— The Fortunes of Oliver Horn • F. Hopkinson Smith

... the pipe and the moderate smoker of years gone by have left behind them relics in nearly every home. Such curios are found when pulling down old houses, and clearing out rubbish heaps; and even when making excavations in the vicinity of once occupied ground remains left behind by smokers of olden ...
— Chats on Household Curios • Fred W. Burgess

... of snow. The fields themselves had an unwonted, a haggard sort of look. A crop of oats was ripening in that nearest the close, but they covered only the half of it: the rest was in potatoes, and amongst them, sole show of labour or life, he saw Aggie: she was pulling the PLUMS off their stems. The doors were shut all round the close—all but the kitchen-door; that stood as usual wide open. A sickening fear came upon Cosmo: it was more than a week since he had heard from home! In that time ...
— Warlock o' Glenwarlock • George MacDonald

... For it's absolutely all the same to many students where they dine and what they eat. There are almost never enough places to go round in the students' dining room. And so we may succeed, perhaps, in pulling in all our acquaintances ...
— Yama (The Pit) • Alexandra Kuprin

... informed me it must have been already cleared several times that evening, as he had a file of men along the road, besides a cordon inside the Park palings, which border a great portion of it. It is with these palings the tramps chiefly do mischief, pulling them down to make fires along their route. Wherever my guide found these, he trampled the fires remorselessly out, and kicked the burning embers over the sleepers in a manner that must have been uncomfortable. The men submitted ...
— Mystic London: - or, Phases of occult life in the metropolis • Charles Maurice Davies

... executioner and his aids in their crimson hose and doublets, meet color for their bloody trade. The picture of Joan rose before me stretched upon the rack, her feet tied to one end of it, her wrists to the other, and those red giants turning the windlass and pulling her limbs out of their sockets. It seemed to me that I could hear the bones snap and the flesh tear apart, and I did not see how that body of anointed servants of the merciful Jesus could sit there and look so ...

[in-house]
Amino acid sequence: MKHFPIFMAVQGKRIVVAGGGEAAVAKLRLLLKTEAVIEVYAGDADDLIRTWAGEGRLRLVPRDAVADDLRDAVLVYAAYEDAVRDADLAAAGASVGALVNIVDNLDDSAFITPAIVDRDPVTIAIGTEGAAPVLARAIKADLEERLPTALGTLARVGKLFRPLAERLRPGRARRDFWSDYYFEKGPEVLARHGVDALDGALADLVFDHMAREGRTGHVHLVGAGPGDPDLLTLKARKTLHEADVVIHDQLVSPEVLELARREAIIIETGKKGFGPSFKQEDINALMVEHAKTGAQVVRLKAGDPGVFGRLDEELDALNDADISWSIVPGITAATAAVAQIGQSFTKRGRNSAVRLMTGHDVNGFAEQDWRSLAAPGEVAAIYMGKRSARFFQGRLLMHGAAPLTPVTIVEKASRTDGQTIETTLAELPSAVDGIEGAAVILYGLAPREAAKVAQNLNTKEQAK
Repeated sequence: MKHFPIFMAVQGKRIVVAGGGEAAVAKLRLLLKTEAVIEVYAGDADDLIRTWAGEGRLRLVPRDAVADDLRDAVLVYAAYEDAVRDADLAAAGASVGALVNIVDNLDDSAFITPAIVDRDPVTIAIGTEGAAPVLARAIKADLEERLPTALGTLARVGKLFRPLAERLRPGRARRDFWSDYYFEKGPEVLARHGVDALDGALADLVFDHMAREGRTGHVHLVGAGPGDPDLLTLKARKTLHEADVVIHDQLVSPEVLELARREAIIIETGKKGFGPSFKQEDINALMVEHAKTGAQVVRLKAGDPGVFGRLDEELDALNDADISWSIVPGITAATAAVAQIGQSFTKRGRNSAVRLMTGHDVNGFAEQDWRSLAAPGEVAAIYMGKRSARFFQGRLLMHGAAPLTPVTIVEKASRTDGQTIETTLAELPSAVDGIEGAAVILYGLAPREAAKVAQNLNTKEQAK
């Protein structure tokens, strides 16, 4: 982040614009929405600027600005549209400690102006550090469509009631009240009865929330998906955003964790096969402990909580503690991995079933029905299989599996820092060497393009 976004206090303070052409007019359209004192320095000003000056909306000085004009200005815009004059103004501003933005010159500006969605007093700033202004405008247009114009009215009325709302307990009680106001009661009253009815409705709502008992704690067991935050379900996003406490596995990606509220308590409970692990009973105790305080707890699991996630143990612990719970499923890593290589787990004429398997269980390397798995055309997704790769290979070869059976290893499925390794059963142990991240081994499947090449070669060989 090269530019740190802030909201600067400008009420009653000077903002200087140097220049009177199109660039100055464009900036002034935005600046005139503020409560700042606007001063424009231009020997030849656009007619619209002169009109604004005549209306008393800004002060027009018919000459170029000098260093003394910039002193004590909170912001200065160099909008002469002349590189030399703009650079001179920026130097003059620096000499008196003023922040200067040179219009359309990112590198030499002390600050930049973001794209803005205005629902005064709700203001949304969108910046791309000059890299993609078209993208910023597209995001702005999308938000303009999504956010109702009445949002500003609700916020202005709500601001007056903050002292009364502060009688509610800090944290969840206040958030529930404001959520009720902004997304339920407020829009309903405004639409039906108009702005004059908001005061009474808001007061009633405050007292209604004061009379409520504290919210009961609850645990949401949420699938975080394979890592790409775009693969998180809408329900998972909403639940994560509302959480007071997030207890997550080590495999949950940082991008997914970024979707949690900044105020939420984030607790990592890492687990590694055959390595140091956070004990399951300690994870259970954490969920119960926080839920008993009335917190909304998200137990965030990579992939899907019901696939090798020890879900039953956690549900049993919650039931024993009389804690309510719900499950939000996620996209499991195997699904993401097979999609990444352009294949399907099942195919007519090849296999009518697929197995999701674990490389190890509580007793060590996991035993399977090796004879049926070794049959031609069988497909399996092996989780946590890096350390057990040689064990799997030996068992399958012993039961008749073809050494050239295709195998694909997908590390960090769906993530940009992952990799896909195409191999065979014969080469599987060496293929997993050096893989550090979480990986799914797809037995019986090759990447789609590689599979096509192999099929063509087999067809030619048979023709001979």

— Innocents abroad • Mark Twain

... so much of it at home, she got used to it," put in Will, pulling the little curl ...
— An Old-fashioned Girl • Louisa May Alcott

... last offering his Service to Theodora; she with a great deal of difficulty accepted his Embraces having not the least suspicion of the Design; so that Philetus taking the artificial Penis in his Hand, went to the Window from the Ladies, and pulling up his Petticoats, pretended he had fix'd it round his Waste, and putting the Instrument in a Furbelow of his Gown, he advanc'd to the Bed where Theodora was laid in an airy Manner to receive him; the Sight of the beautiful Theodora, in this captivating Posture, caus'd ...
— Tractus de Hermaphrodites • Giles Jacob

... very perplexing, for the fish bores its nose into some deep spot below a stone, and refuses to budge. Pulling him this way and that way had no effect. Jerking him was useless. Even throwing stones at him was of no avail. I know not how long he kept me there, but at last I lost patience, and resolved to force him out, or break the line. But the line ...
— Personal Reminiscences in Book Making - and Some Short Stories • R.M. Ballantyne

... one. After all, the chief joy of the robin world that day resulted from the fact that the mild, humid air lured the earth-worms from their burrowing, and Amy laughed more than once as, from her window, she saw a little gourmand pulling at a worm, which clung so desperately to its hole that the bird at last almost fell over backward with its prize. Courtship, nest-building, family cares—nothing disturbs a robin's appetite, and it was, indeed, a sorry fools'-day for ...
— Nature's Serial Story • E. P. Roe

... up at him. "Right. The boss already told me to get in touch with Secret Service and let them know we're pulling out. ...
— Status Quo • Dallas McCord Reynolds

... ower late pulling the lias, I tell yer. 'Twould 'a' meant half a day's wages garn if I'd com', and theer, my dear, 'ud been reason for another ...
— At a Winter's Fire • Bernard Edward J. Capes

... Pulling off his coat and tightening his belt, he took firm hold of the only projecting piece of rock he could find, and drew himself up to the first narrow ledge. There he paused to look back triumphantly, but such a row of anxious faces were staring up at him that he called out, impatiently, 'Now, ...
— Chatterbox, 1906 • Various

... about that. Is it true he's to be a sort of general discipline master, and have the right of pulling up any fellow, senior or junior, without even saying a word ...
— Tom, Dick and Harry • Talbot Baines Reed

... Pulling the rope with emotion, To the top of the mast he came, And then he went to the ocean, And ...
— Walter Pieterse - A Story of Holland • Multatuli

... to it," he laughed, pulling her down on to her feet by the skirt of her dress; "always remember to exert very little strength in everything you do, and don't forget to do everything ...
— A Honeymoon in Space • George Griffith